Title: Walk the World’s Rim
Author: Betty Baker
Major Themes: American Southwest, Exploration, Mexico, Spanish Explorers
Synopsis: A young Indian boy travels with a group of Spanish explorers from Texas to Mexico, and learns a lot about life and about himself on the way.
Some books are just as good on the third reading as they were on the first. I just finished reading Walk the World’s Rim for at least the third, maybe the fourth, time, and enjoyed it just as much each time. Betty Baker has crafted a memorable account of the Spanish exploration of the American Southwest.
Chakoh has spent the entire 14 years of his life in a very poor village in present-day Texas. All he has known is hunger, and in winter, cold. The year that the Men-From-the-Sun came to stay with them for awhile was no different. Three of these men were white-skinned, but the fourth, Esteban, was very dark. And he was also great fun to spend time with. He taught Chakoh Spanish and told him fantastic tales of the wonders of Mexico—especially about having all the food you could eat there! When the men left the village to continue working their way toward Mexico, Chakoh went with them to learn about their god, in hopes of finding the key to having enough for his people to live on.
The journey was long and hard. There were new dangers to face and people to outwit in each new Indian village the group arrived in. Chakoh kept his eyes open for powerful medicine in each place they went. Especially memorable were the villages of the Tea Drinkers and the Buffalo People—each time, Esteban’s creative, fast thinking saved the party.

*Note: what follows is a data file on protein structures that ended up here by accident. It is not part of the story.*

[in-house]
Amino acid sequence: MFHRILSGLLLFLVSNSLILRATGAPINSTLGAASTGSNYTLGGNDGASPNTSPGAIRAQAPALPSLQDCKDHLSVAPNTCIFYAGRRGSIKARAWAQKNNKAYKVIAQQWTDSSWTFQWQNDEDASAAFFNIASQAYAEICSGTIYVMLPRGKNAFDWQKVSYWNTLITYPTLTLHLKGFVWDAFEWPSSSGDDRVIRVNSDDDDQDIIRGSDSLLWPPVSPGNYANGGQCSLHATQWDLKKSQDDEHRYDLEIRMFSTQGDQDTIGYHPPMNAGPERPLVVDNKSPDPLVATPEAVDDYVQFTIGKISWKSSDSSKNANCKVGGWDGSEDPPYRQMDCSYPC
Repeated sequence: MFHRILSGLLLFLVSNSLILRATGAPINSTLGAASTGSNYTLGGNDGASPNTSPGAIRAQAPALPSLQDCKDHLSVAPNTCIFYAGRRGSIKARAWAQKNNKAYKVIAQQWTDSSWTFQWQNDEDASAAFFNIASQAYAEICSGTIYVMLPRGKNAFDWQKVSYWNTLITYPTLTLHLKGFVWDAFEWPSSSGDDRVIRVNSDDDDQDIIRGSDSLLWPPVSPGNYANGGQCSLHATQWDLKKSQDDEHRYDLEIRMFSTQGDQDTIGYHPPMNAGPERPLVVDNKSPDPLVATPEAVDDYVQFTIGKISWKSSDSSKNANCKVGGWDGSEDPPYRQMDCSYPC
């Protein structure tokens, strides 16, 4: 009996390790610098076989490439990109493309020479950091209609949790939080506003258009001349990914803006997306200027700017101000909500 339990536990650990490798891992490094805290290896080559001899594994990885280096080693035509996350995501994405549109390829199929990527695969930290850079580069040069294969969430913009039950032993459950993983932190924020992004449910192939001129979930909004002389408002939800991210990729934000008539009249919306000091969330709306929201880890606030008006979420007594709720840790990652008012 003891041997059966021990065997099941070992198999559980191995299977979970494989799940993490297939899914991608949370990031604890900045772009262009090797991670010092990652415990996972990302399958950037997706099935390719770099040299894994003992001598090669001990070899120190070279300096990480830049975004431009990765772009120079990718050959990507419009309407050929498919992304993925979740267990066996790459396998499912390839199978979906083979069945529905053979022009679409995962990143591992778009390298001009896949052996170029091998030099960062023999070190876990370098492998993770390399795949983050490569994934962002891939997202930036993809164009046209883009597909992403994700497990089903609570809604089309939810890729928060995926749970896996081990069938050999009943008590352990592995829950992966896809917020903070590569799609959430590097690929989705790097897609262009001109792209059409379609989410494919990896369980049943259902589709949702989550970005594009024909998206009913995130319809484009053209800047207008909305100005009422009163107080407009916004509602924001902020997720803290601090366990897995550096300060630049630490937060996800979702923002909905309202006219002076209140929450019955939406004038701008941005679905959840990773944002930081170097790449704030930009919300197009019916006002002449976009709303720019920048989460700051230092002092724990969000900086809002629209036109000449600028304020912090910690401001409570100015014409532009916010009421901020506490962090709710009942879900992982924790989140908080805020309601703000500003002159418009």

Chakoh despised slaves. They were cowards who allowed themselves to be captured rather than dying. How could any brave warrior ever allow himself to become a slave? It was not until long after they arrived in Mexico, however, that he realized the truth about Esteban. The discovery that Esteban was a slave shook his world. Would he ever be able to trust his one-time best friend again? Also, while in Mexico, he became accustomed to having much food. How would this affect his outlook on life? Chakoh’s thought processes are very interesting. I found it quite intriguing to watch him change through the book.
This story is based on real people and a real expedition. Much of it, of course, is invented, since we don’t know very many details. It is, however, based on Cabeza de Vaca’s disastrous expedition to Florida, and Esteban was a real person. The ending is speculation, since no one really knows what happened to Esteban. As an introduction to the Spanish conquest of the Southwest, it is great. I also like it for a picture of what the lust for gold will do to a person.
WARNING: A man is killed in chapter 12.
Listening Level—Ages 8 – 12, 10 – 12
Reading Independently—Ages 8 – 12, 10 – 12, 12 – 15